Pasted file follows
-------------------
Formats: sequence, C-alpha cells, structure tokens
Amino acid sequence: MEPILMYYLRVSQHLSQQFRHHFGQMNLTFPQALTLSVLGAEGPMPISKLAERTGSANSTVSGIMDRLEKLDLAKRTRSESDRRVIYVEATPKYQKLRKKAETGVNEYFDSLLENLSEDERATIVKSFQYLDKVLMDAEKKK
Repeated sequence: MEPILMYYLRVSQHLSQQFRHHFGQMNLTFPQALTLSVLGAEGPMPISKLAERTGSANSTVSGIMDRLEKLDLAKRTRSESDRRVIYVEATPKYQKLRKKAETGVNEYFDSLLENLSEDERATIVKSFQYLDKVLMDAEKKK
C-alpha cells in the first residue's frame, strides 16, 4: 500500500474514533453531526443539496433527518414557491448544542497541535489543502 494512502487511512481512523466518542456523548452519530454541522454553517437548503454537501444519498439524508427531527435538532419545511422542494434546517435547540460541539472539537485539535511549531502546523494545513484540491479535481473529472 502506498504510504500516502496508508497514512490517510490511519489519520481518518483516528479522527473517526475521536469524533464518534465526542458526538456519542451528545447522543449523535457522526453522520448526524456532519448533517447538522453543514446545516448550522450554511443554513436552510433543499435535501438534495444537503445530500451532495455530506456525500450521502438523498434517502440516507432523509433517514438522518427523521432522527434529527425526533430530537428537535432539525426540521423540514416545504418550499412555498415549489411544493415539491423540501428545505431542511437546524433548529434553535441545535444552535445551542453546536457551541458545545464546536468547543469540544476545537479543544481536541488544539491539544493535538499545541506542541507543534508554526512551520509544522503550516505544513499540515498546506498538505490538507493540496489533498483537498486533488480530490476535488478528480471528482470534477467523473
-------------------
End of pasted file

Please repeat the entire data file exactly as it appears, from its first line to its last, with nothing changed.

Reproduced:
Formats: sequence, C-alpha cells, structure tokens
Amino acid sequence: MEPILMYYLRVSQHLSQQFRHHFGQMNLTFPQALTLSVLGAEGPMPISKLAERTGSANSTVSGIMDRLEKLDLAKRTRSESDRRVIYVEATPKYQKLRKKAETGVNEYFDSLLENLSEDERATIVKSFQYLDKVLMDAEKKK
Repeated sequence: MEPILMYYLRVSQHLSQQFRHHFGQMNLTFPQALTLSVLGAEGPMPISKLAERTGSANSTVSGIMDRLEKLDLAKRTRSESDRRVIYVEATPKYQKLRKKAETGVNEYFDSLLENLSEDERATIVKSFQYLDKVLMDAEKKK
C-alpha cells in the first residue's frame, strides 16, 4: 500500500474514533453531526443539496433527518414557491448544542497541535489543502 494512502487511512481512523466518542456523548452519530454541522454553517437548503454537501444519498439524508427531527435538532419545511422542494434546517435547540460541539472539537485539535511549531502546523494545513484540491479535481473529472 502506498504510504500516502496508508497514512490517510490511519489519520481518518483516528479522527473517526475521536469524533464518534465526542458526538456519542451528545447522543449523535457522526453522520448526524456532519448533517447538522453543514446545516448550522450554511443554513436552510433543499435535501438534495444537503445530500451532495455530506456525500450521502438523498434517502440516507432523509433517514438522518427523521432522527434529527425526533430530537428537535432539525426540521423540514416545504418550499412555498415549489411544493415539491423540501428545505431542511437546524433548529434553535441545535444552535445551542453546536457551541458545545464546536468547543469540544476545537479543544481536541488544539491539544493535538499545541506542541507543534508554526512551520509544522503550516505544513499540515498546506498538505490538507493540496489533498483537498486533488480530490476535488478528480471528482470534477467523473